One of the core tenets of a strong financial foundation is maintaining a healthy level of savings.
Saving money isn’t always exciting, but a rainy-day fund is imperative to your financial health. It only takes one unexpected expense to topple your finances. A recent survey revealed that an unexpected expense of $400 is enough to throw the average American’s monthly budget severely off track.
The lack of an emergency fund can result in taking on additional debt or not being able to pay for a critical expense, like your child’s braces.
There are several reasons you might require a rainy-day fund. Consider the following common, but typically unplanned for, expenses:
- Medical bills. It’s no secret that medical care is outrageously expensive in the United States. A simple out-patient operation, like a hernia repair, might only take 30 minutes. But it can easily cost $15,000 or more. How long would it take you to pay back $15,000? Even if you have insurance, you might still be on the hook for a deductible of several thousand dollars.
- Automobile repairs. Once the warranty has expired, your automobile has the potential to become a financial disaster. Once you’re no longer making an automobile payment, continue making the payment to yourself. Save the money for future repairs or your future automobile. At some point, all cars become more expensive to fix than they’re worth. Ensure that you have the funds in place to minimize the amount of debt necessary to obtain a new car. Ideally, save up enough to pay cash for your next ride.
- Major home repairs. The water heater broke! Replacing a roof, a/c unit, furnace, repaving the driveway, or replacing appliances can cost more than the average homeowner has sitting around in his bank account. Some repairs can wait, but others cannot. An emergency fund is necessary for many of these expenses. Your homeowners’ insurance doesn’t cover everything.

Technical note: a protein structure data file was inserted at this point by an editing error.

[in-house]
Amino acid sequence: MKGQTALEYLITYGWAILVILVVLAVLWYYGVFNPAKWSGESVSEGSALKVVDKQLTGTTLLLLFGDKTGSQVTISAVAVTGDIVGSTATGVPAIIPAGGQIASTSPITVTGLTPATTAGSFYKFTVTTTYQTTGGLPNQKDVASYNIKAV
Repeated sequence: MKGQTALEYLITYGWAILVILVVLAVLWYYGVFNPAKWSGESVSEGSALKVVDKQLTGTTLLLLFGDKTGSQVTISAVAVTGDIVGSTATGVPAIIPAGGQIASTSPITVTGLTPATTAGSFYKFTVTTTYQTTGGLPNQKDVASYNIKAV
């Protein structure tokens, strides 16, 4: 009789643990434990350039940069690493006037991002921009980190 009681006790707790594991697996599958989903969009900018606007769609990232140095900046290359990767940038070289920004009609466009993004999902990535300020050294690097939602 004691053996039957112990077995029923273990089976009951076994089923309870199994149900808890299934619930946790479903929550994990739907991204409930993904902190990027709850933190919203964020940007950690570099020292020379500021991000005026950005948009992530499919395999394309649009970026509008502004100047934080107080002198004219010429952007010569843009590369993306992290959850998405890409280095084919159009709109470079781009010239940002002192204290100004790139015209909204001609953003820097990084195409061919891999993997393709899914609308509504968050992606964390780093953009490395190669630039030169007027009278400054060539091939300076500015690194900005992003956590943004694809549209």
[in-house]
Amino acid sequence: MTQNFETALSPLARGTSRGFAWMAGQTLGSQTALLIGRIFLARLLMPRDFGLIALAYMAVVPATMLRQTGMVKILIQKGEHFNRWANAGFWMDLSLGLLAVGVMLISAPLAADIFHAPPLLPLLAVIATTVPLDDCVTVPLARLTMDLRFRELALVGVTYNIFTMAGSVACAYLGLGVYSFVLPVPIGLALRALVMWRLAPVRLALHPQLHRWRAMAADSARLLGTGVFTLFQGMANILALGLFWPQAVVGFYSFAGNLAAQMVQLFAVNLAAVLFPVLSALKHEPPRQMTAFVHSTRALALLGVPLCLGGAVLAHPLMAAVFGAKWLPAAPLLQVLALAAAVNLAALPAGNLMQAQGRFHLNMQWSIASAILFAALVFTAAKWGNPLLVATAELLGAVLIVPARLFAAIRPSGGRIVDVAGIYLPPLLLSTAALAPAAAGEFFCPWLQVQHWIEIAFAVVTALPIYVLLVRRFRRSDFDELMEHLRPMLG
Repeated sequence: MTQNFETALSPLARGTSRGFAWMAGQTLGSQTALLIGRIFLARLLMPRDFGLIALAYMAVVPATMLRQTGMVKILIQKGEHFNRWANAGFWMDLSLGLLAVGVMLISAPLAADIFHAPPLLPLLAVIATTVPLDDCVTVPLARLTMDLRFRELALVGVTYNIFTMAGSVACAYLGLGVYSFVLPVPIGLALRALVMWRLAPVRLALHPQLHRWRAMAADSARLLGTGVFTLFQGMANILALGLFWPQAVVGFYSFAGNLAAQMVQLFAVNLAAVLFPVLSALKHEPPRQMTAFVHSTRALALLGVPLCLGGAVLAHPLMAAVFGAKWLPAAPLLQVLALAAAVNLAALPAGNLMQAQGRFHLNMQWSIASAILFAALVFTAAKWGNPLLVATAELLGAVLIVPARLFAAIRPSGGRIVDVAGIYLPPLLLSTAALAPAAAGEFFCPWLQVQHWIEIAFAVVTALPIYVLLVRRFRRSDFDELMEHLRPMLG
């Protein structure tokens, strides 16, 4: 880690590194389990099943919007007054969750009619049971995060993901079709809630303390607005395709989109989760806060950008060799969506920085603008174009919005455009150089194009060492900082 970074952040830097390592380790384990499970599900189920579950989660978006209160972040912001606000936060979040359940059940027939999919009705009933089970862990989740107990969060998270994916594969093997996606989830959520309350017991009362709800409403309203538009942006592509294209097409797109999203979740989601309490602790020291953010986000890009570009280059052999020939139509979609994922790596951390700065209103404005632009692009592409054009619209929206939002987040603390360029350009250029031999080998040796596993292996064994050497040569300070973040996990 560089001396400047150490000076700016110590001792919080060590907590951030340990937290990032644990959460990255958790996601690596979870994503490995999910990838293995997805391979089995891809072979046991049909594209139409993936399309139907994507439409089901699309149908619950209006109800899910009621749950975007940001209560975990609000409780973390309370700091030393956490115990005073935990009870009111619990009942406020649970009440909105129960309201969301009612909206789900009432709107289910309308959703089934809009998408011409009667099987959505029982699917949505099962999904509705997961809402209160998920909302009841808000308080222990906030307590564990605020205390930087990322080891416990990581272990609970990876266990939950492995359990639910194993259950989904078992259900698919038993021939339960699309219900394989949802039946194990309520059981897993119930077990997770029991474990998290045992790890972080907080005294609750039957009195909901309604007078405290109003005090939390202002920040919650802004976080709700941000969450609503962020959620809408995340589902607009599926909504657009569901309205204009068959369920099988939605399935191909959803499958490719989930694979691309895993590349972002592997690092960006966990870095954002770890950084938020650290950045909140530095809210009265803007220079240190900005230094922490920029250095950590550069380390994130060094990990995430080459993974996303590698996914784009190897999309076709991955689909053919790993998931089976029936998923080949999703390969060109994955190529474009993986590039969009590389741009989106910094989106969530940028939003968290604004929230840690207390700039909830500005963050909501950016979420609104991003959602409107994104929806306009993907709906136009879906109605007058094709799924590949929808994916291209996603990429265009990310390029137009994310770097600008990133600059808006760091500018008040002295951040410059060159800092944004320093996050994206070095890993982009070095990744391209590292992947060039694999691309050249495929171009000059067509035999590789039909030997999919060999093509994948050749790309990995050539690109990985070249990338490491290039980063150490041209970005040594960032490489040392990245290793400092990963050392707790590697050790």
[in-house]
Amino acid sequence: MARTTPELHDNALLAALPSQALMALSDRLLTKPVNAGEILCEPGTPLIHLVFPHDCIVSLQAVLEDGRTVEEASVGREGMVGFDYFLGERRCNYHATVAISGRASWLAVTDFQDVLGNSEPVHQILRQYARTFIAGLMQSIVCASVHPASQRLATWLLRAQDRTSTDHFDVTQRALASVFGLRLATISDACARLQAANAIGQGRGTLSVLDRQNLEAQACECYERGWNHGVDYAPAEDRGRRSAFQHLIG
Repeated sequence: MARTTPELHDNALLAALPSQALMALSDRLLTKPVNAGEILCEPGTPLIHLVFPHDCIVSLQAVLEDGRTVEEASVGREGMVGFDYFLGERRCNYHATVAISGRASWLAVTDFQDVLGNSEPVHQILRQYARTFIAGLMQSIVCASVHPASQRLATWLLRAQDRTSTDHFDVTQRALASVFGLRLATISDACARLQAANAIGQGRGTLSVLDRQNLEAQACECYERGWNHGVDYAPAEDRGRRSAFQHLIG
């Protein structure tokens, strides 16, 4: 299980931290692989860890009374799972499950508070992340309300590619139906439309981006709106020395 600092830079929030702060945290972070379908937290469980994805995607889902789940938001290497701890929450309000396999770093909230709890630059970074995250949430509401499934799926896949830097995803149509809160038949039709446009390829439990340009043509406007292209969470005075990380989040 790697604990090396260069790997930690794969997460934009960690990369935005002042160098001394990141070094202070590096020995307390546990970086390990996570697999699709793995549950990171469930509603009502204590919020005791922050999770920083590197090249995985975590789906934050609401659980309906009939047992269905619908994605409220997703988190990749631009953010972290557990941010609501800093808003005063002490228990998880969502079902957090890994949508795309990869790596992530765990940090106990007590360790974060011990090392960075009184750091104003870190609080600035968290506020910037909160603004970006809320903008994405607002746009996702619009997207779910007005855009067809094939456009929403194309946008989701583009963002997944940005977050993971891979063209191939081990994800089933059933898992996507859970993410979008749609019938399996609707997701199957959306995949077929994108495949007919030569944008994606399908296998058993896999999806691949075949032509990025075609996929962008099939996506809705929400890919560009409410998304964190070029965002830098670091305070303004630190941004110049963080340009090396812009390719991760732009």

- Funeral expenses. Funerals are expensive. And even if you don’t have to pay for a funeral, you may have to travel half-way across the country to attend one. Deaths are often unexpected, and this isn’t an item that people build into their budgets. If there’s one truth in life, it’s that everyone dies eventually. There’s no escape.
- Dental expenses. A broken tooth, braces for the kids, too many teeth, not enough teeth, or mishap with a baseball can cost more than your bank account will support.
While your health insurance might be great, most dental plans leave a lot to be desired, especially with regards to cosmetic issues.
The best time to start an emergency fund was 10 years ago. The second best time is right now.
Begin setting aside a percentage of your income and seek to increase the amount over time. Aim for at least six months of living expenses. That will be enough to handle most financial emergencies. Anything you’re able to save beyond that can be invested with a more long-term focus.
Emergency funds have advantages you may not have considered:
- You’ll be much more relaxed. Knowing that you have money available to meet your unexpected financial needs is reassuring. You’ll worry much less.
- It prevents poor financial decisions. When you need cash, but don’t have any, it’s easy to make financial mistakes that can be costly. Payday loans and the use of high-interest credit cards are two examples.
Ample savings is a financial necessity. It provides a cushion for life’s unexpected twists and turns. One financial mishap can easily undo years of your hard work. Begin your emergency fund today and secure your financial future. It’s never too late to get started.
This information is provided for general information purposes only and is not intended to provide specific investment advice. The information in the articles should not be relied on for tax reporting, accounting, or valuation purposes. Past performance is not a guarantee of future performance. It is not possible to invest directly in an index.
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